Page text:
Feeling anxious? Here are a few effective ways I have tackled my own anxiety and hopefully they can help someone else as well!
Get Outside and Take a Walk
I’ve recognized a pattern of my anxiety increasing during the winter and I figured out why: during the warm months with later sunsets, I take a long walk outside nearly every day after we lay the kids down for bed. The beautiful twilight sky, the fresh air, the sound of my feet on the pavement (or the music in my earbuds), and getting my blood pumping is emotionally and physically healing in a way I can’t even properly describe in words. When it’s cold outside I can take the kids outside during the day during milder weather, but it’s just not as refreshing and resetting as my time spent alone on the road.
Use A Weighted Blanket
Do you like the feel of the heavy lead bib at the dentist office when having X-rays done? Ever wondered why, in the midst of an appointment that most find anxiety-inducing, that bib is calming? The pressure placed on the body from a weighted blanket assists in “grounding” or reducing the levels of cortisol, the stress hormone, in the brain. By lowering cortisol levels, weighted blankets can help trigger the release of both dopamine and serotonin, hormones that help control stress, anxiety, and depression. I am obsessed with relaxing with my weighted blanket, even on days I am not feeling anxious. When I sleep under the blanket I notice that I fall asleep faster and sleep deeper throughout the night. Sometimes I like to fold the blanket in half or thirds and drape it across my lap or over my shoulders for some extra relaxing pressure while reading or watching a movie. I can’t recommend these blankets enough! I have both a 15lb and a 20lb blanket. For a starter, here’s the 15lb blanket I have that comes with a removable and washable soft duvet cover.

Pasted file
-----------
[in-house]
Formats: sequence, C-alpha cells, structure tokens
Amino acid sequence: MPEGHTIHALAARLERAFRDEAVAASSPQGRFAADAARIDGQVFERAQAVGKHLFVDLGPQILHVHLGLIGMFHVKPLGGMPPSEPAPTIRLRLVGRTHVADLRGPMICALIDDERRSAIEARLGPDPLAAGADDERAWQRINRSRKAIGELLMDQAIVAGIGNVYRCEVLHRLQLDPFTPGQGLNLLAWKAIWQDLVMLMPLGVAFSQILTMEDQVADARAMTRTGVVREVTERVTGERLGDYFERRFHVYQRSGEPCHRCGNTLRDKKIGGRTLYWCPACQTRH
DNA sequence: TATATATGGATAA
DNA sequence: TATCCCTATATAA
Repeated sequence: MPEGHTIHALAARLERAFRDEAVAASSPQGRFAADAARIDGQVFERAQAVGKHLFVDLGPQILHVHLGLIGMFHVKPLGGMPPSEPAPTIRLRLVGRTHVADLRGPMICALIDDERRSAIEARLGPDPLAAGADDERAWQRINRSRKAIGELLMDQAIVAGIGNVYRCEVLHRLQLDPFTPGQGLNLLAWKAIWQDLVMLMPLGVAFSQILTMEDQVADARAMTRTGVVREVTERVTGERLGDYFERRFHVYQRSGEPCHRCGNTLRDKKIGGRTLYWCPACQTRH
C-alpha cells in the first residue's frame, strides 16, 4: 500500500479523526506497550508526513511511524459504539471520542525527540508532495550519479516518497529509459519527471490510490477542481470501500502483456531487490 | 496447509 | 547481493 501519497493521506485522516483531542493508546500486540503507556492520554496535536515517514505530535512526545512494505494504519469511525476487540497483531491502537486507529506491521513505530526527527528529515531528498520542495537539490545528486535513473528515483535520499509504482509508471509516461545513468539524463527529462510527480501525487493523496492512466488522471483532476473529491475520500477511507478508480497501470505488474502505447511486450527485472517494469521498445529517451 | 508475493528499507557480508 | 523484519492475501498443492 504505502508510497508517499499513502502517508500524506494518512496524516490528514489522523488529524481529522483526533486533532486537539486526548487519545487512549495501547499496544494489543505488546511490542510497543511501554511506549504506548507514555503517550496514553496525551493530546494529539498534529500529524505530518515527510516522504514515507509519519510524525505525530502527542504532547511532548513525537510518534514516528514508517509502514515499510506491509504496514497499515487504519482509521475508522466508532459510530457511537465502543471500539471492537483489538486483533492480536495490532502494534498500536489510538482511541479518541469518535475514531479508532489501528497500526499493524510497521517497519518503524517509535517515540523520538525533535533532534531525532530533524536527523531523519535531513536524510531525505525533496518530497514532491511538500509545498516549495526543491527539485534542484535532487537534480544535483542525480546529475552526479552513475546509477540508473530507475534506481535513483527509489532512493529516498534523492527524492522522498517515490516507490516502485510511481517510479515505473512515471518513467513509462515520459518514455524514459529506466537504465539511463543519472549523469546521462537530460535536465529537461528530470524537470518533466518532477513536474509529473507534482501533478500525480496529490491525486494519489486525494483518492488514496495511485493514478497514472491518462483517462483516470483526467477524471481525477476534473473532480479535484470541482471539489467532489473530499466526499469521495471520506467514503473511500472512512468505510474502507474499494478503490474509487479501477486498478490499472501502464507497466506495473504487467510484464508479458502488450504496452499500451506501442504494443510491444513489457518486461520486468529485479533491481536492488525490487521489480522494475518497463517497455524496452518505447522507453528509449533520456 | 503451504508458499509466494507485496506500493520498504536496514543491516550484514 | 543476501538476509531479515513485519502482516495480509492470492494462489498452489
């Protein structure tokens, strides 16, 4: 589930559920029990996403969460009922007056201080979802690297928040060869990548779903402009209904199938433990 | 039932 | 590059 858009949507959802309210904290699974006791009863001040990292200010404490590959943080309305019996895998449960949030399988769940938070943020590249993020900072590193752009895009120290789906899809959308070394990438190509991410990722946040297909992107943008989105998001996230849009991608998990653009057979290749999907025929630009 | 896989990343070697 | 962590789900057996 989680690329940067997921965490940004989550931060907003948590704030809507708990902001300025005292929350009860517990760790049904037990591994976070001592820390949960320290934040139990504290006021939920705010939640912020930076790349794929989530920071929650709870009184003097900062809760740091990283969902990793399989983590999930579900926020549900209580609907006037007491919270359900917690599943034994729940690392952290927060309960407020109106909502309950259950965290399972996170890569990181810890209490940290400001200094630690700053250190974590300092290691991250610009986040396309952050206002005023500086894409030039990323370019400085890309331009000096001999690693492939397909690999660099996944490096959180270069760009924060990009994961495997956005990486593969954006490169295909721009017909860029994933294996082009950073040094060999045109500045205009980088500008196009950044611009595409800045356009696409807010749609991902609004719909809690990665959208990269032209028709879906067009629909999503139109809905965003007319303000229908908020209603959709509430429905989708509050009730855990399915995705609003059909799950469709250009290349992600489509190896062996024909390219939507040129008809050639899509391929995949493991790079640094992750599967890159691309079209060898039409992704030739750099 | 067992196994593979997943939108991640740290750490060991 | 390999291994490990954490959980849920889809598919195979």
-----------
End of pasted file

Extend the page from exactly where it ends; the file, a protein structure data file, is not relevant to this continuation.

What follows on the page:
Ask for Help
Anxiety is an often misunderstood condition for those who do not suffer from it. Even well-meaning people can make unhelpful comments such as “just think about something else” not understanding the full breadth of the mental gymnastics and resulting physical symptoms that an anxiety sufferer experiences on a daily basis. Commonly, anxiety sufferers will withdraw completely, but I’ve found that being openly communicative with the people closest to me, like my husband, can make a huge difference on “bad days”. Every person requires different things to alleviate the symptoms of anxiety – maybe distraction is your medicine of choice, and heading out for a day of normal everyday errands or a fun day at the park can get your head in a better space. Maybe being alone is how you recharge. Talk and be open about your struggles and your needs, and don’t be afraid to seek conversation with a professional – talk therapy can be life-changing if you enter into it with an open heart and mind.
Do One Thing At A Time (seriously)